Open Systems Programming

Discussion in 'UPS Information Technology' started by Deeohem, Dec 28, 2007.

  1. Deeohem

    Deeohem New Member

    Dear Distributed Systems,

    Yes, I'm local TSG, NO, I don't get to call myself a systems programmer. That doesn't mean I'm a clueless git. I know how to navigate your site. I've done it for years. I even knew how to find the hidden group picture you had on the old site. so next time, don't just throw me a link to someplace you haven't checked, especially considering I probably looked there already.
  2. OSP guy

    OSP guy Guest

    oooooh -- so you know how to install something based on docs I create and send to you...!!! Aren't you special..??!!!
  3. Deeohem

    Deeohem New Member

    You mean the docs where each section the last instruction is "type EXIT and hit enter to close the command window" and the first instruction of the next section is "Open a command prompt by double-clicking on the command prompt icon located on the desktop"? :-)

    I do feel for the tech writers up there at DS though. At one time I was told there were only a few of them, which was a surprise considering how MUCH documentation does get written for the various applications. Their workload must be enormous. And they get stuck having to walk a fine line. If they are detailed enough to provide explicit instructions down to the keystroke for mapping a network drive, then techs start to wonder how dumb they think we are. On the other hand, if they skip the part thats 'obvious', then they'll get complaints that they aren't being detailed enough. They end up either oversimplifying their docs or making them too complicated.

    DS writing docs is important so that the guy who remembers installing NetWare off of floppies does things the same, UPS, way as the 22 year old PT sup who never saw a command prompt.

    Doesn't excuse a guy not double-checking a link though.
  4. freeloader

    freeloader geek

    Amen brother. I remember the old DS site you mentioned with the hidden group photo as well. UPS cheapness (slow wan links) was what helped me find it.

    When I was a tech I always got a good chuckle out of the documentation. I hardly felt like a tech at all as all possible outcomes were covered, every last keystroke was documented and installs were automated/scripted. The only thing that made me special was my login credentials (and sometimes that didn't even make a difference). The docs were so detailed even management could do the install (had to get that shot in). And from the looks of things, that is the direction they are heading.
  5. SeniorGeek

    SeniorGeek Below the Line

    So, do we now know who to blame for docs that are revised without updating the Revision leaf of the doc? (Don't they teach Technical Writers about version control any more?)

    Do we now know who to blame for docs that have not been tested with the accompanying build CDs?

    Does that picture on DS's website even qualify as hidden? I think a lot of Techs found it (while searching for any sort of info that might be useful in the field).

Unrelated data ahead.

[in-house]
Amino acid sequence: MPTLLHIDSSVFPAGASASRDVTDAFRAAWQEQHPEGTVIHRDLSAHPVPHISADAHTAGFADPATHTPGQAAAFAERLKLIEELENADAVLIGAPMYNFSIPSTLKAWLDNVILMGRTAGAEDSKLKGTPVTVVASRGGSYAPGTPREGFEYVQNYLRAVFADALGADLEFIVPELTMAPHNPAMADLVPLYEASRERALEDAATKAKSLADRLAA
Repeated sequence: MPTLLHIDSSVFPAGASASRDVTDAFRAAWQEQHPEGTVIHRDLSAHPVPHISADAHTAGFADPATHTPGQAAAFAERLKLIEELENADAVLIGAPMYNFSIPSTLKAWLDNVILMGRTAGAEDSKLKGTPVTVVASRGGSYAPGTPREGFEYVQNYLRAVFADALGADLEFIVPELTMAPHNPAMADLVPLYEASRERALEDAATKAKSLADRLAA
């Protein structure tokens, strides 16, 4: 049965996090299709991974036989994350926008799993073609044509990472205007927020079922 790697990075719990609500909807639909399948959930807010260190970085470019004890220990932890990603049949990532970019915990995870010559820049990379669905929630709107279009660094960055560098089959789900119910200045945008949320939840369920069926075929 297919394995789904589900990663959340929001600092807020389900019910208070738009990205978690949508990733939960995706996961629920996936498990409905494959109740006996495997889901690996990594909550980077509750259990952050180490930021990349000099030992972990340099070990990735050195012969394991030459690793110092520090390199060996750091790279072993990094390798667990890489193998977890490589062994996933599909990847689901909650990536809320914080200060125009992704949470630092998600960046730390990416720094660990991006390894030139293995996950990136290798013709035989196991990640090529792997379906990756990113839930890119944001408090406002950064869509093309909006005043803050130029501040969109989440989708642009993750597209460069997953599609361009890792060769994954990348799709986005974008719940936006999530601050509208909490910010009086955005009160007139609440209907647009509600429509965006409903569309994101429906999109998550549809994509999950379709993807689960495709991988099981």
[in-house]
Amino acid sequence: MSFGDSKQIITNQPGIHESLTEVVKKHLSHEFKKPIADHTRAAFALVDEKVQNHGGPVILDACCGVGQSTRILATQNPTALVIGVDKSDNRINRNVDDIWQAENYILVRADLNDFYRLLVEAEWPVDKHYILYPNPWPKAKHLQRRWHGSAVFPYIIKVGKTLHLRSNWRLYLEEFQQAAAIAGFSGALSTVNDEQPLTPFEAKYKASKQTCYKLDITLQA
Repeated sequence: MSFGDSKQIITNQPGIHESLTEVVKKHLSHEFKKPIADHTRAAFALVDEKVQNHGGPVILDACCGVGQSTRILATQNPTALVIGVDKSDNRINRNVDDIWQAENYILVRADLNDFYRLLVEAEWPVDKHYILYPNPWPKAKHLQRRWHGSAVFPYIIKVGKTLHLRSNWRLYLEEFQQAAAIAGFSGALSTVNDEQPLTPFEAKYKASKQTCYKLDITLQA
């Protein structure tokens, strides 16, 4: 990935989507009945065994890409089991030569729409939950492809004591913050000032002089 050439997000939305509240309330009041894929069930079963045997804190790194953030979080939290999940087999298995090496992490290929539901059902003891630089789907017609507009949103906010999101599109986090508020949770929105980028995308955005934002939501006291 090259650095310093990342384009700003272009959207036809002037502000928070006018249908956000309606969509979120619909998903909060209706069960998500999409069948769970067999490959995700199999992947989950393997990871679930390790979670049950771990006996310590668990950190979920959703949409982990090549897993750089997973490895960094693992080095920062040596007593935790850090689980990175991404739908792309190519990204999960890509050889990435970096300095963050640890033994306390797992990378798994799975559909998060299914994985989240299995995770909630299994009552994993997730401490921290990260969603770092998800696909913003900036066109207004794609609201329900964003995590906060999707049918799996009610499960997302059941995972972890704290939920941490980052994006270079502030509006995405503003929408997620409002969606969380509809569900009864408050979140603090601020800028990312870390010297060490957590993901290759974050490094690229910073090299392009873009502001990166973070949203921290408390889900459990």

As others have pointed out, the process of building a workstation became easy - as it should be. Straightforward, standardized, simple builds make for easier support and faster recovery in the field.

    TSG in the District I was in would rework the documents to match the actual build or install process, make them more concise (get rid of screen shots for "Click Next", eliminate closing a CMD window and immediately opening a CMD window, etc.) and add any District-specific reference info.

    If TSG's job were limited to following written instructions to build workstations and install software, it would be awfully boring.
  6. walterCronkite

    walterCronkite New Member

    Excuse me, but where exactly is the problem? And what exactly is the opportunity for improvement?
  7. SeniorGeek

    SeniorGeek Below the Line

    I don't know where the person with the condescending is located, and I don't know where the people who wrote those docs are domiciled.

    If you did not discern any problem with:
    • Documents without version information when there have been multiple versions
    • Documents that do not fit the build that accompanies them
    • Documents that are professionally written that are less usable than those made by field techs
    ...then I should ask where you are before I answer your first question.

    There is no opportunity for improvement as long as a problem is denied.
  8. walterCronkite

    walterCronkite New Member

    And you hope that all these things will be magically fixed. Well, I hope so, too, but in the words of Ben Franklin
    "He that lives upon hope will die fasting."
  9. Mike Templar

    Mike Templar Guest

    First, why wouldn't you want everything documented so we could have a repeatable
    process and actually build two workstations the same?

    Second, the only reason anything needs to be documented is because UPS is a decade
    behind and not using automated scripts.

    It's amazing how two people doing jobs that should already have been replaced with
    a script are arguing over who does it better. Maybe management reviews this
    site and this is why they are going to outsource IT.
  10. ImpactedTSG

    ImpactedTSG New Member

    FINALLY!!!! Someone agrees with me about the upcoming outsourcing.
  11. 1 man 2 vote

    1 man 2 vote Guest

    I'm predicting the "Red shirted stepchild" building will be the first to go, and be gone within 3 years, and that's being generous. It's the only office space being leased.
  12. ramsey500

    ramsey500 Guest

  13. brownhornet07

    brownhornet07 New Member

    Last edited: Apr 24, 2008